Danny Kelly, "Victoria Falls"
New Musical Express, February 13, 1988, p. 6
WE LIVE in frightening times. In the same week that London's constabulary engage in savage street fighting with "militant" nurses (Reds under the bed pans?), THE FALL's 'Victoria'-their 347th successive NME Single Of The Week - goes crashing into the national chart. And which event hogs all the national media attention? Yeah, right first time ...
That may just be understandable in the case of newspapers and TV, but surely it's different for Radio One (where 'Victoria' was the only Top 40 resident missing from last week's crap-clogged play-lists). And the reason for this lamentable oversight? The record is unsuitable for airplay, a Beeb sort told fascinated Fall guy Mark E. Smith, "because it's a cover version ..."
Still reeling from this latest insult to his intelligence--"Last time, they said 'Hit The North' was too 'clubby' for airplay!"--Smith's current party line insists that 'Victoria' has, in any event, been mis-cast. "It isn't a cover version. The Stranglers' thing is, but ours is", the familiar Lancs-lout voice swells with capital letters, "an Original Interpretation".
"The Kinks' original was brilliant, all '70s British boogie, but we tried to cut it to bits. We wanted to do something extreme to it, sort of almost like early Can. We wanted it really shrill and fuzzy, which is why you can't really hear what Marcia's organ is doing ... she played 'Land Of Hope And Glory".
"The Kinks' version was quite nostalgic; ours is more descriptive of Britain now. I don't want to labour the 'Return To Victorian Values' point too much, 'cos they never really went away. I've just got a feeling that the whole Victoriana thing is due to be big again..."
Strangely, given this nation's cover-version mania the path to The Fall's treasure trove has remained conspicuously unbeaten by heavy walleted pop giants desperately seeking permission to rummage. Accordingly, Stockman, Aitken, Waterman revitalisations of "How I Wrote Elastic Man' remains but a fan's foolish fancy.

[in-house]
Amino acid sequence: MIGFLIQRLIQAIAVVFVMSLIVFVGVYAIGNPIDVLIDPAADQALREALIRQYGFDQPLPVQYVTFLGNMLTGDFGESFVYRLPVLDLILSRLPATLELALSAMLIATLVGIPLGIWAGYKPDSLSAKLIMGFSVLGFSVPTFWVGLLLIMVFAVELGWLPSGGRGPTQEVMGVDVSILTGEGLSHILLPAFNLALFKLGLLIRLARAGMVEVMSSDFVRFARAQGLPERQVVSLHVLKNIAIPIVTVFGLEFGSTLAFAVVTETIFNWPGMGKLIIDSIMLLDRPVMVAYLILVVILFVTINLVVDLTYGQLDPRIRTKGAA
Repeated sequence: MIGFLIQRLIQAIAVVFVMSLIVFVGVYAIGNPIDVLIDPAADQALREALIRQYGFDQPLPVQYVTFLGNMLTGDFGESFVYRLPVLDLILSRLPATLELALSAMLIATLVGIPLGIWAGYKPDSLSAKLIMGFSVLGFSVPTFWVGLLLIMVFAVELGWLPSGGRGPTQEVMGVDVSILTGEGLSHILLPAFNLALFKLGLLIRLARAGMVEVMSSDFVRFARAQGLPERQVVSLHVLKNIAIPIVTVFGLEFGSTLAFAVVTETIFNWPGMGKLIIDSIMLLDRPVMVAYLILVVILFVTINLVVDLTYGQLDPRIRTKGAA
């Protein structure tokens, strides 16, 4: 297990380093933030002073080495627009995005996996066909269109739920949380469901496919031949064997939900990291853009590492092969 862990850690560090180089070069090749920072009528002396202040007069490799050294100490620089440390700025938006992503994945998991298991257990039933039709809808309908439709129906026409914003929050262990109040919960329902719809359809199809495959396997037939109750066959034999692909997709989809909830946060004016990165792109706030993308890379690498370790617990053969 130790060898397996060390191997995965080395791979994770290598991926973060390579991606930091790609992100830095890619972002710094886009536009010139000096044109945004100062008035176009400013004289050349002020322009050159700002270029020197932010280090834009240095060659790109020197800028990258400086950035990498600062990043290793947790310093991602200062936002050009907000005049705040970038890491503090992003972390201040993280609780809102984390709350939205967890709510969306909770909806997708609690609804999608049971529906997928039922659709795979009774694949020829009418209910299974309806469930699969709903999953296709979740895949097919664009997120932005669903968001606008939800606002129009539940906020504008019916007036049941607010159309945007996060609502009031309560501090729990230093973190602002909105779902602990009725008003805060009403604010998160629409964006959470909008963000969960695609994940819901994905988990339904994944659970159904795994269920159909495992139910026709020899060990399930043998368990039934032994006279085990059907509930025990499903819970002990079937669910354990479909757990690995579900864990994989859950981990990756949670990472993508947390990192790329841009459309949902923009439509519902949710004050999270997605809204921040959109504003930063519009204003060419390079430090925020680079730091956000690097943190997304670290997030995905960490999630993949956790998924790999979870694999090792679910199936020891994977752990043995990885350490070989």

Mark Smith doesn't feel slighted: "In fact, of course, loads of bands have covered The Fall - they just haven't had the guts to admit as much!"
In the uphill struggle to get round the radio silence, 'Victoria' has been boosted by two promotional items. The first of these--the limited edition boxed single thingy--is, in Mark's view, a failure since the tackerama replica Victoria Cross contained in the packet is nothing remotely like the colour he originally prescribed--lime green! The second--the compulsory video that no one ever sees--is altogether more successful.
In it, the painstakingly constructed Victorian atmosphere of the Little Dorrit film set is picked gleefully apart by a quick-cut chaos that includes that cheeky Michael Clarke, the Asian postie out of East Enders, and a glimpse of Mark Smith's patented worse-than-Bananarama miming act. The director, Emma Burge, is effervescently chuffed with the end product though revealingly reticent to recall the nightmare of working with The Fall. "It was ... interesting." She stalls. "Mark is ... quite a character."
Sure, but is he an actor?
"He's... quite interesting. He's got a marvellous face, hasn't he? No, he's not easy to direct, he--how can I put this? He interprets the part in his own way."
Yeah, we're getting the picture and it isn't of Peter Bowles, that's for sure.
And, finally, I wonder if all this messin' about with old queen Vic has given he of the "marvellous face" a taste for our historic royalty.
Who's his top monarch?
"Him that got the arrow through his eye at Hastings...whassisname ... yeah. Harold! He was trying his best to keep the French out ... commendable."
Right, that's our cue. Write to your local MP now; hit him or her with three non-negotiable demands: Scrap the Channel Tunnel! Pay The Nurses!, and, please, Force The BBC to Playlist The Bloody Fall!